Yesterday, CNN had an article about business travelers and expense reports that got me pretty riled up. The point was that people are getting creative about how to cheat the system, even going as far as buying fake receipts online and then filling them out to be reimbursed.
“Those items can include everything from an “accidental” use of the company credit card on a business trip to purchase a suit coat to listing every single can of soda or pack of chewing gum purchased.”
“Bachman heard of one instance where an employee frequented a certain restaurant franchise and asked for receipts so often, they gave him a pad of them. The employee would turn in fake receipts for lunches he never had. He was only caught — and fired — when he began turning them in for locations where the franchise didn’t exist.”
Yep–this is bad. Falsifying receipts or having your company pay things that are out of policy are ethically wrong, in my opinion. Although I’m really surprised that they think listing every pack of gum or can of soda is a sign of fraud. My company allows me to spend X on food every day, and many days I don’t even come close. Soda and chewing gum count as food, so I list them to get reimbursed.
“One woman was immediately fired for putting a $9.95 hotel room movie rental on a business travel expense report, according to Peter Goldmann, president of fraud-prevention consulting firm FraudAware.”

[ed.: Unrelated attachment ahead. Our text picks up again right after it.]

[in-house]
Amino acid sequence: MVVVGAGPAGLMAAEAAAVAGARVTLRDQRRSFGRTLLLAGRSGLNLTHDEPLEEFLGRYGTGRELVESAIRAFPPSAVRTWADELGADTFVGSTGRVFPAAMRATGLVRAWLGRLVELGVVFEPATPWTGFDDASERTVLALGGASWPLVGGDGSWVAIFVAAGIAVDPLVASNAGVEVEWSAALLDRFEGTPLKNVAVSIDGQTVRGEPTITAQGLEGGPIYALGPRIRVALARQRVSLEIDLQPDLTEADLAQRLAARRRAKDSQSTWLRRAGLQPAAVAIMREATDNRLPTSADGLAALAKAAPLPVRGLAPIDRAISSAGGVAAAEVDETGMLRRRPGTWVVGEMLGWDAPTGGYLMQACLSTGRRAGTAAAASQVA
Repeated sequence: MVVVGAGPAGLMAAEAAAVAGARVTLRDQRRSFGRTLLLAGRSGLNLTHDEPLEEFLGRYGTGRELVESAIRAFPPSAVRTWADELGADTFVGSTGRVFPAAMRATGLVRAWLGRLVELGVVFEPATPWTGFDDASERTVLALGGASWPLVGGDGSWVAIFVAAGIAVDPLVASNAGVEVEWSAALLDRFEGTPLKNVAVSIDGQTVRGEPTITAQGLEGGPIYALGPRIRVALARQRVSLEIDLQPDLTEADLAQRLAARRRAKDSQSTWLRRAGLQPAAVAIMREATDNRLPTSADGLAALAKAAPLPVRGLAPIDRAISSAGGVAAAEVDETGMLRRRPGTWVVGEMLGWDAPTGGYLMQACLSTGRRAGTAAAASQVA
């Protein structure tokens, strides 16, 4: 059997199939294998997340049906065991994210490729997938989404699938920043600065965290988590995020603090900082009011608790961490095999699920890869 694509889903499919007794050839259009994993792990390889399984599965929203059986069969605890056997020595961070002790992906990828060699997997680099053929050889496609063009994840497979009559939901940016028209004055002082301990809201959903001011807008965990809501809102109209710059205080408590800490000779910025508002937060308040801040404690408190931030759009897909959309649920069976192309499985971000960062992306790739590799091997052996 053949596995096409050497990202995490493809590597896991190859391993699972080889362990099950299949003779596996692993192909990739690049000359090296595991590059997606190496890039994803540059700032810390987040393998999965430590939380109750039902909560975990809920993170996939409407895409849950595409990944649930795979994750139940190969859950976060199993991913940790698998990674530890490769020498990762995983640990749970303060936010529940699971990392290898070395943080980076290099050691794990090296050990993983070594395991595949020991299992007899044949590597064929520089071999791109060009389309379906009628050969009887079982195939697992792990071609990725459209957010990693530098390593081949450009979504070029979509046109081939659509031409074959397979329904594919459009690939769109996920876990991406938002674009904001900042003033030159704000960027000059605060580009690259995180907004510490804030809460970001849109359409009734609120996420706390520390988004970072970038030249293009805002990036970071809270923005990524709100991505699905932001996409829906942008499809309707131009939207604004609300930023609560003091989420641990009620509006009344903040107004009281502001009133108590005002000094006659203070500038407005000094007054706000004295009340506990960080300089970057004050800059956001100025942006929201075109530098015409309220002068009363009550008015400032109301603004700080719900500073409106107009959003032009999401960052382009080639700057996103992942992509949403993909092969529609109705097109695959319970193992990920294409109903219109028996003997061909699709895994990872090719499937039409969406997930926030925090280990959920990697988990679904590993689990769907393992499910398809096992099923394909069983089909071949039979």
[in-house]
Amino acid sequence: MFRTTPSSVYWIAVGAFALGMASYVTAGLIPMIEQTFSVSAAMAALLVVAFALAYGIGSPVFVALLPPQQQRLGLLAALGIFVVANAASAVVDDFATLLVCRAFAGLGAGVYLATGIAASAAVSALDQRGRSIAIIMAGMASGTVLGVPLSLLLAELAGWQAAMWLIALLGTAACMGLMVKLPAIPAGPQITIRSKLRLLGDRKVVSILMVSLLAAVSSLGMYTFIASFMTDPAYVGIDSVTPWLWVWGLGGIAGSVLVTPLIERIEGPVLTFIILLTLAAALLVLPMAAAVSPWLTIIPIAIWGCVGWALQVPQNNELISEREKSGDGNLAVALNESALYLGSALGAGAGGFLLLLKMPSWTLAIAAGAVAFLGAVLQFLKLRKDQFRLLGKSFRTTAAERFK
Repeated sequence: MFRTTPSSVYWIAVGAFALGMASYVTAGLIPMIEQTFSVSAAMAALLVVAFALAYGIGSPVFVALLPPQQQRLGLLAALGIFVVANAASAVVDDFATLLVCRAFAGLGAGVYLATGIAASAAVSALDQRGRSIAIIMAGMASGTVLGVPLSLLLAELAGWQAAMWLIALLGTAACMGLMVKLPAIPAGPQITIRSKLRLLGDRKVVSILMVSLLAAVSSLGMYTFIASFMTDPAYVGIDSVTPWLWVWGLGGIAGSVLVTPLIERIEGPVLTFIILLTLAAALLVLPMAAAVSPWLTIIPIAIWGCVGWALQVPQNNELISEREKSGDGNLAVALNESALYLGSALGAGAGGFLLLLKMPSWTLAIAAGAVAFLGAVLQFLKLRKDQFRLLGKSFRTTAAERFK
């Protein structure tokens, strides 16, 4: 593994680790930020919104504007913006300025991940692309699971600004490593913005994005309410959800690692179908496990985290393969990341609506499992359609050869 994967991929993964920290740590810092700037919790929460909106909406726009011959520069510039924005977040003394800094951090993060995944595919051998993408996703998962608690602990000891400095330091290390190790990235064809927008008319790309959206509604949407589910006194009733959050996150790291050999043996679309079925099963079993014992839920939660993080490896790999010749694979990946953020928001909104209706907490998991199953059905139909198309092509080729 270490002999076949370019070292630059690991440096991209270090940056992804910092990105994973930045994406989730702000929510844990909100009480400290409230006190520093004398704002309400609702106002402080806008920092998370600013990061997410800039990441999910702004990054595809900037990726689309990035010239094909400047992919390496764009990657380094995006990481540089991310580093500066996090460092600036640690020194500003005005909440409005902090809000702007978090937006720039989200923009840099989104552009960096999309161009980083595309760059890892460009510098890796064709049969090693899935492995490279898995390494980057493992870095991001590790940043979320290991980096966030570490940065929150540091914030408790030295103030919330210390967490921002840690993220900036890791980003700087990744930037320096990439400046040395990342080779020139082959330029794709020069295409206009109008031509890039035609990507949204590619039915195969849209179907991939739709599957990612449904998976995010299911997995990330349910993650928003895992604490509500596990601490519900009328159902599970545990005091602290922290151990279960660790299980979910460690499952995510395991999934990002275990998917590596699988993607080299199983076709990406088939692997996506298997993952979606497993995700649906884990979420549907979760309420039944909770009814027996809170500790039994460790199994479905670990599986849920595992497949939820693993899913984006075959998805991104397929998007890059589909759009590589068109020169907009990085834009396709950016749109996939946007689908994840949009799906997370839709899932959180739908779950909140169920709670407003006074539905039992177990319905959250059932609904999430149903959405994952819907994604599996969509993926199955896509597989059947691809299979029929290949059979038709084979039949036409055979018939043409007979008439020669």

Are you kidding me? They had an employee they spent probably thousands of dollars training, and who they value enough to send to various locations to represent the company, but they fired her for $10? I’m sure this is just a tiny piece of the story, but I certainly hope that they at least asked her if she meant to put it on there or if it was a mistake. You would think she could just reimburse the company for it and all would be well. And there is a huge difference between this and the people who buy fake receipts online.
“So just what are employees getting away with on their expense accounts? Upgrading hotel rooms, excessive taxi rides, double-billing for plane tickets, seats and baggage fees, luxury rental cars, fake lunches and dinners, layovers for personal visits and heaps of laundry on overnight trips, according to Goldmann, Geron and Bachman.”
Um, baggage fees, really? I am a huge advocate of carrying-on your suitcase, but if you can’t, your company should pay for it!!
“”There are a million different ways to game the system,” Goldmann said. But the fallout could ground high-flying business travelers.”
I’m sure they are right–there are probably lots of ways to game the system, and I’m sure people do it. But I feel like the overall tone of the article makes it sound like we road warriors have a glamorous lifestyle, with fancy food, first class seats, upgraded hotel rooms, and luxury cars. My last trip I stayed in a Hilton Garden Inn (perfectly fine but hardly a luxury hotel), flew coach (and didn’t get my upgrade), ate at fast food places and the hotel (because I had no time), and drove a Ford Focus. Hardly “high-flying”. It makes me wonder how many actual business travelers this writer spoke to. Because he certainly didn’t seem to have a whole lot of personal experience!
The comments to the story are particularly enlightening.
So, Readers, what do you think? My opinion is that fraud is bad (duh) but your company should pay for things in its policy while you travel. Yes, this includes gum. And water. And laundry, if necessary.